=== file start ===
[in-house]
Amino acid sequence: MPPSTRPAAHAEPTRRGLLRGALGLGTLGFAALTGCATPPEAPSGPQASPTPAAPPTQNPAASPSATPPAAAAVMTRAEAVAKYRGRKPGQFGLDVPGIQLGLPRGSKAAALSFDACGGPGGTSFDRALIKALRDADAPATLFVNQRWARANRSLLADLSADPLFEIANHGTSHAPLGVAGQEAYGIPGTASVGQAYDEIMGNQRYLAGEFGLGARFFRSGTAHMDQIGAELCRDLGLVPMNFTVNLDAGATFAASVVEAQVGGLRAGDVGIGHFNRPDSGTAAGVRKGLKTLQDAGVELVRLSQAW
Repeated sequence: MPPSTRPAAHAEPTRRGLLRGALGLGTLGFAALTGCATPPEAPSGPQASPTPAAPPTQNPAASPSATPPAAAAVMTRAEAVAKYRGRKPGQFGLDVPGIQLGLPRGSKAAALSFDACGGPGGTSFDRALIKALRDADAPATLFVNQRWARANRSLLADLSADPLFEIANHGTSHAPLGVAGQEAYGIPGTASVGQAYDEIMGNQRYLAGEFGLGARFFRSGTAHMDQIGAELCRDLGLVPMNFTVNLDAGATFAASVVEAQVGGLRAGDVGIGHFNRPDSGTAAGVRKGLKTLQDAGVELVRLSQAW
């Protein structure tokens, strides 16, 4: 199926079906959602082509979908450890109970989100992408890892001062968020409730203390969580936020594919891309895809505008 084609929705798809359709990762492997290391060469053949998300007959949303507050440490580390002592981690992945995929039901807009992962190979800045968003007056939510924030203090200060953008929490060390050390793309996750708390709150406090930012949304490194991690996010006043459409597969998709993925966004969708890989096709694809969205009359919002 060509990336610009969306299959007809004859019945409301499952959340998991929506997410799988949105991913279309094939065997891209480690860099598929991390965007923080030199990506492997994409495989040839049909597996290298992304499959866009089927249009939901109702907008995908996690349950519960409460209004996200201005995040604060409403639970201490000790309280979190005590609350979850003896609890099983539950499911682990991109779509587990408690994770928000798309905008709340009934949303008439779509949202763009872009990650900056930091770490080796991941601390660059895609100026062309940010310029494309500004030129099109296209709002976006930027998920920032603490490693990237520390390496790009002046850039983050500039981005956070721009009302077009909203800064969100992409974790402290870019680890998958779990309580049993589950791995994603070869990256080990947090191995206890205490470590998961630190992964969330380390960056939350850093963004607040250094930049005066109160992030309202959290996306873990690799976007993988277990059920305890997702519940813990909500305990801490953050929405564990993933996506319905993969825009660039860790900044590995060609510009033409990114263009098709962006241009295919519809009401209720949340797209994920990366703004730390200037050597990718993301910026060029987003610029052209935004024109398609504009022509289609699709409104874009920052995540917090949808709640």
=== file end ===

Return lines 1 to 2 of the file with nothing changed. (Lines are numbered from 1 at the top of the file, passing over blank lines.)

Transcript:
[in-house]
Amino acid sequence: MPPSTRPAAHAEPTRRGLLRGALGLGTLGFAALTGCATPPEAPSGPQASPTPAAPPTQNPAASPSATPPAAAAVMTRAEAVAKYRGRKPGQFGLDVPGIQLGLPRGSKAAALSFDACGGPGGTSFDRALIKALRDADAPATLFVNQRWARANRSLLADLSADPLFEIANHGTSHAPLGVAGQEAYGIPGTASVGQAYDEIMGNQRYLAGEFGLGARFFRSGTAHMDQIGAELCRDLGLVPMNFTVNLDAGATFAASVVEAQVGGLRAGDVGIGHFNRPDSGTAAGVRKGLKTLQDAGVELVRLSQAW